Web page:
Monday, July 6, 2009
What was candy, and more specifically, chocolate, like in Regency England? They had quite a variety, actually. These were not the chocolate drops such as we can buy today and were not like a box of Russell Stover chocolates. But there WERE candies. In Savoring the Past: The French Kitchen and Table from 1300 to1789, culinary historian Barbara Ketcham Wheaton cites a respected 1750 cookbook that specialized in desserts:
"There are also some chocolate candies: the still familiar diablotins -- flat disks of bitter chocolate, thickly sprinkled with nonpareils, chocolate "olives" (which we call chocolate truffles), and a conserve of chocolate, which turns out to be very like fudge."
There were also ices, ice creams, and custards flavored with chocolate, though of course Wheaton adds that (as we all know), "dipped chocolates... were not invented until the nineteenth century."
Unfortunately, there aren't any chocolate recipes included in the two dozen or so Wheaton reprints. Although this is a book about France and not England, many French chefs employed by aristocrats decamped for England after the revolution, so it makes sense to use it as a resource for writing Regency Romance Novels.
"In 1657 the first chocolate house was opened in London by a Frenchman. The shop was called the The Coffee Mill and Tobacco Roll. Costing 10 to 15 shillings per pound, chocolate was considered a beverage for the elite class. 1674 - Eating solid chocolate was introduced in the form of chocolate rolls and cakes, served in chocolate emporiums. (So what we refer to as candies, although they did not refer to them as such, but rather "rolls" from my understanding)
1730 - Cocoa beans drop in price making it within the financial reach of those other than the very wealthy."
It was a known fact that the French were always savvy in their cooking and invited into British society way before the French Revolution. As an example with our chocolate discussion, in 1657 (way before the revolution) the first chocolate house was opened in London by a Frenchman. The Brits were reputedly horrible cooks and even today, most culinary schools are extentions from French culinary cuisine. When the Brits did roasts during medieval times, the French already had fine cuisine. The French like to think they were born with it.
I have read about the chocolate houses which preceded the coffee and tea houses and know that many had the habit of drinking chocolate. In fact, many authors say quite definitely that up to the through the Regency period, chocolate was a drink and that it was not much used in cooking and not eaten by hand. However, I have also discovered that since we have more access to more records and period papers, many old "facts" have been exploded. I think a large part the information about chocolate is not so much exploded as in need of a footnote. I have only tasted modern block baking chocolate and not 18th century chocolate but I don't imagine plain chocolate was any sweeter then than now.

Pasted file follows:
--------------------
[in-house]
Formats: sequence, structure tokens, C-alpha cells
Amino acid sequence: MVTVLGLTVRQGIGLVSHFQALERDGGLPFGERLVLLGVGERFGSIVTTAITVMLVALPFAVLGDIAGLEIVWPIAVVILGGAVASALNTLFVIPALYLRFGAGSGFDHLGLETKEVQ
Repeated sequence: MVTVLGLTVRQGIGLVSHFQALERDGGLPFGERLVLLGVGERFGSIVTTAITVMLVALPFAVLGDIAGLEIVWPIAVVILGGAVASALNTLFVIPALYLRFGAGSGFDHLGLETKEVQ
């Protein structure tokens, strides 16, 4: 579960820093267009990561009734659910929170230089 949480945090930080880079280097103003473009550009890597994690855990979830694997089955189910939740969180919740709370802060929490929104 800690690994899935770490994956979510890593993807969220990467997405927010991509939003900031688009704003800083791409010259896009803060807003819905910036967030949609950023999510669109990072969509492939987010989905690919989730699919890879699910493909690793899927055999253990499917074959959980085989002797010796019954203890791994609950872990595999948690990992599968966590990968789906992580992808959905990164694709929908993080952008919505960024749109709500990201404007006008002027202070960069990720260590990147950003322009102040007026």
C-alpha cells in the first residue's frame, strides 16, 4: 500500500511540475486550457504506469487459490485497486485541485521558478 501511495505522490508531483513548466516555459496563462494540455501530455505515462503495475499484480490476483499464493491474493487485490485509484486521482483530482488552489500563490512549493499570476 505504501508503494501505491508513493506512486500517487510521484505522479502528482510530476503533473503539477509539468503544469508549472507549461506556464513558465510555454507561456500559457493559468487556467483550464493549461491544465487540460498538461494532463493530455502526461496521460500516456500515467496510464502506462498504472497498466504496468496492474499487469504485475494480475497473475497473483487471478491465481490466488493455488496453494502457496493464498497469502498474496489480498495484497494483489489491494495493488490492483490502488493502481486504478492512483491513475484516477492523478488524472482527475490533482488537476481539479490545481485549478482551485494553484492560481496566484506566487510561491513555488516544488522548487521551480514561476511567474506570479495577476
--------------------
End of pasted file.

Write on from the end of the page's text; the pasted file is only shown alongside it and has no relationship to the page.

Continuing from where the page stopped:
Perhapse England's damper and colder climate affected the candy.
When one considers all that had to be done to the chocolate and the sugar it is a wonder they made any chocolate anything.
We are still discovering their food habits as documents, diaries and so forth are still being discovered. As far as chocolate not being sweetened since its induction, the Spanish started adding cane sugar and flavorings such as vanilla and spices to cocoa beverages which caught on across Europe at the very beginning of the 1600's. So they realized the potential of chocolate with sweet. And I'm certain people experimented on their own, which of course unless it was recorded no one would know about. The problem with a lot of recipes back then is that most of them had ingredients but lacked amounts, as it was assumed how much was needed/used. Which makes it difficult to replicate, obviously.
Chocolate had to be sweetened and they did find ways to sweeten it,( honey is eons old, after all,) even though supposedly it was more bitter than we would like. Sugar was also sold in bulk and was not as refined as it is today. Chocolate we know had to await further refinements of sugar and chocolate as well as stabilizers or emulsifiers or something and that this later development is the time from which most historians date eating chocolate. I like my chocolate pretty sweet. There are those that prefer it very dark and hardly sweet at all.
I would think drinking chocolate would be similar to drinking coffee. Some people prefer black coffee; others like theirs fairly sweet with cream. It always amazes me that anyone would like coffee without sweetener, but they do, and even say they could not drink it any other way. Maybe the caffeine in chocolate gave a rush people craved just as they do from coffee.
Without a doubt chocolate is indeed an art. Refined sugar is key, cocoa butter (the emulsifier we used, anyway) is key and temperature is key. Too cold, it screws you up, too warm, it screw you up. The temperature of your own fingers and body affected rolling, molding and shaping. Trial and error is what you use now, so back then, even more so.
So the next time you enjoy fine chocolate, spare a thought for the science, and art, that goes into its creation.